Native Gardens is a bloomin’ hysterical comedy at Arena Stage
Need something to boost you up? Perhaps something to make you, temporarily, forget the current political and social climate? Or, the threat of a wall rising on our southern border?
Head to Arena Stage’s Mead Center for American Theater in Washington, D.C. You’ll have a bloomin’ good time watching Native Gardens, which is making its D.C. debut.
This play is a must-see.
It is the latest comedy by the prolific Karen Zacarias, who was an inaugural resident playwright at Arena. It is directed with split-second timing and a finger pressed to the pulse of the American mood by Blake Robison, artistic director of Cincinnati Playhouse, where he directed the world premier of Native Gardens last season.
The four lead characters in the show, each perfect for their role, also starred in the premier.
Upon entering the theater, the audience is treated to a surreal – or so real – view of the rear of two brick townhouses, built in 1908. Designed by Scenic Designer Joseph Tilford, the residence on the left, just purchased by the Del Valle couple, is dilapidated. A real fixer-upper. The moulding is moldy and in need of paint. You can sense the inside looks the same. Its small yard needs some love, though its centerpiece is a tall, stately oak tree. The yard is unkempt, branches that have fallen from the tree have not been cleaned up, the yard elf looks dirty and no self-respecting bird would wallow in the concrete bird bath.
On the right is the Butley residence. It has attractive, well groomed flower beds, scrupulously pruned boxwood hedges and well-trimmed lawn, plus several sturdy metal chairs, benches and a table at which to enjoy the view while seated on the slate tile patio.
Dividing the two properties is a banged up cyclone fence draped with English Ivy.
The Butleys are an older couple, on the far side of the Boomer generation. They’ve lived in their posh neighborhood for decades. Semi-retired Frank Butley (Steve Hendrickson) has scrupulously groomed his gardens for years hoping to win First Place in the Potomac Horticultural Society’s garden contest. The judging is this Sunday. The same neighbor always wins. Frank would kill for the chance to be the winner.
Frank’s comparison of the blooming of the very first tulip he planted to childbirth is hysterical. Even if you’ve had a baby.
His wife, Virginia Butley (Sally Wingert), is still working as an engineer at Lockheed Martin. Kudos to Costume Designer Kara Harmon for this character’s outfits that make her a sexy, sophisticated-looking senior. Every woman in the audience wanted to steal Virginia’s outfits.
The new neighbors are Pablo Del Valle (Dan Domingues), a rising lawyer in a D.C. firm, and his very pregnant wife, Tania Del Valle (Jacqueline Correa), who is working on her doctoral dissertation.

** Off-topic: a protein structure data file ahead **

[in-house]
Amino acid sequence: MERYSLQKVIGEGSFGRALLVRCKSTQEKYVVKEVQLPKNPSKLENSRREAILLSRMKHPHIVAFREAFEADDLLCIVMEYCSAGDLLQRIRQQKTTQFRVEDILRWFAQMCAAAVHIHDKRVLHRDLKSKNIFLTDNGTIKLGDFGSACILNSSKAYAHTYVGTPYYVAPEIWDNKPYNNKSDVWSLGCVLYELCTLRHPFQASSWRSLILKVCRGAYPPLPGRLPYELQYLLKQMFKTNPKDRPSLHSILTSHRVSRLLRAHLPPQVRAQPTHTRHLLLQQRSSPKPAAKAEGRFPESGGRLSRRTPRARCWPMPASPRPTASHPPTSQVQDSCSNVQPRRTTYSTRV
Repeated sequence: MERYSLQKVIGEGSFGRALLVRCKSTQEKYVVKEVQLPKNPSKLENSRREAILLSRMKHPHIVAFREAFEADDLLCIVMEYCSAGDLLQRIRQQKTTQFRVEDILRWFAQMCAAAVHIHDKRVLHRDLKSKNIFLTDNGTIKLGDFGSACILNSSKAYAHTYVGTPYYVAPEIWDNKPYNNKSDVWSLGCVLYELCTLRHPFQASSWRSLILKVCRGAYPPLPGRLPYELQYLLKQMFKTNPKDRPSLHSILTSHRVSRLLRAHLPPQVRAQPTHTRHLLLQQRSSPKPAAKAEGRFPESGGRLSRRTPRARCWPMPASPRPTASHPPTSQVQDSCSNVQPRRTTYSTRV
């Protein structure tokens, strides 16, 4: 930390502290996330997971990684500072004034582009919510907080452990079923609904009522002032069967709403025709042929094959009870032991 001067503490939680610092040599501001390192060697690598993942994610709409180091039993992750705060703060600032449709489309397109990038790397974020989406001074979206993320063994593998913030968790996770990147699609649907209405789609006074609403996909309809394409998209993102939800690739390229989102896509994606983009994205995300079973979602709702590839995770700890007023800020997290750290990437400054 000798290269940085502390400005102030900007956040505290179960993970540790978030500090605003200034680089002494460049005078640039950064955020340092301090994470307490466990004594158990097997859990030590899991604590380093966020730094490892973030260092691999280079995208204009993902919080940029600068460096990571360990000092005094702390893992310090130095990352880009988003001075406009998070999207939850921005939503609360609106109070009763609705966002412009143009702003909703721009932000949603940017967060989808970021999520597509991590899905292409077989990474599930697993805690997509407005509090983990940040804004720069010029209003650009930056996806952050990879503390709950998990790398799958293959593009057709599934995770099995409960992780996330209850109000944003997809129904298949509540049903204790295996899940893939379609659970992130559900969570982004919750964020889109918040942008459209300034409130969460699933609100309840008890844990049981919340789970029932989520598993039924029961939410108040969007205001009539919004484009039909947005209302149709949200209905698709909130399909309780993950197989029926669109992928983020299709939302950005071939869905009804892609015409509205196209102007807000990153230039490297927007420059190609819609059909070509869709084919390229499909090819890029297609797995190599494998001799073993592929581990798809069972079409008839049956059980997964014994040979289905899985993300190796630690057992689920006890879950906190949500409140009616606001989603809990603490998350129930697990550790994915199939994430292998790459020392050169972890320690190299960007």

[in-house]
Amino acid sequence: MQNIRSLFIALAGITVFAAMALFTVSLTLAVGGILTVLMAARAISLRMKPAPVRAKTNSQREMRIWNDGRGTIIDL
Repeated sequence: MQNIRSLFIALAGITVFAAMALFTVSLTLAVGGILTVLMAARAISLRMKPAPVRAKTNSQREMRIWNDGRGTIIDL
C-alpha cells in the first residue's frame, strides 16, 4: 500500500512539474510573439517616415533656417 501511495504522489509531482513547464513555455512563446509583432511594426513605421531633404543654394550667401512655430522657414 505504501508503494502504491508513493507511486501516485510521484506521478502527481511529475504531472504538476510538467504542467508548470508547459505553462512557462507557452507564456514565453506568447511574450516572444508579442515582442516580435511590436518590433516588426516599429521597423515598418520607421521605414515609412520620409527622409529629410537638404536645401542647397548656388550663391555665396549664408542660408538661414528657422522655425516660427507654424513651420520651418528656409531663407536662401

Joining them as supplemental extras (surveyors and fence builders) – and injecting some wiggly, giggly humor – are Guadalupe Campos, Oscar Ceville, Javier del Pilar and Christopher Rios.
Pablo, now an American, but born into a very wealthy Chilean family, was disinherited when his parents discovered he was planning to marry Tania. She is a Hispanic American whose family has lived in New Mexico for over 170 years but is still treated as second-class migrants.
Spying the Butleys, Pablo suggests to Tania, “We can do American Wasp – or at least imitate it.”
Tania has some common traits with Virginia, who is a Polish-American and the first woman engineer in her department, married to an Old World American of British descent – who never lets her forget Brits are superior people.
The new and old neighbors first meeting is warm, cordial and hints of a great relationship to come – even though the Butleys make several insensitive, tone-deaf remarks, underlining their ignorance of – or indifference to – different cultures. They also hate the Del Valles’ oak tree and offer to have it cut down.
Frank describes his love of pesticides and non-native plants. Tania, for her part, is planning an organic, native garden. “Is this native garden something that springs from your rich Mexican heritage?” Frank queries. His comment sets off a verbal firestorm of retorts, volleys and puns.
When Pablo and Tania plan for a barbeque in the backyard of their new home on Saturday, they make a discovery that sets off a nasty, escalating border war of words, threats and actions that challenge the concept of neighborliness while invoking race, class, white privilege and every other hot button issue of the day.
Though this play seems like it was written for today, it will still resonate five, ten or twenty years from now.
Running Time: 90 minutes, with no intermission.
There will be a post-show conversation with artists and staff on September 27, October 2 and October 11 following the noon performance; October 10 following the 7:30 p.m. performance; and October 12 following the 8 p.m. performance.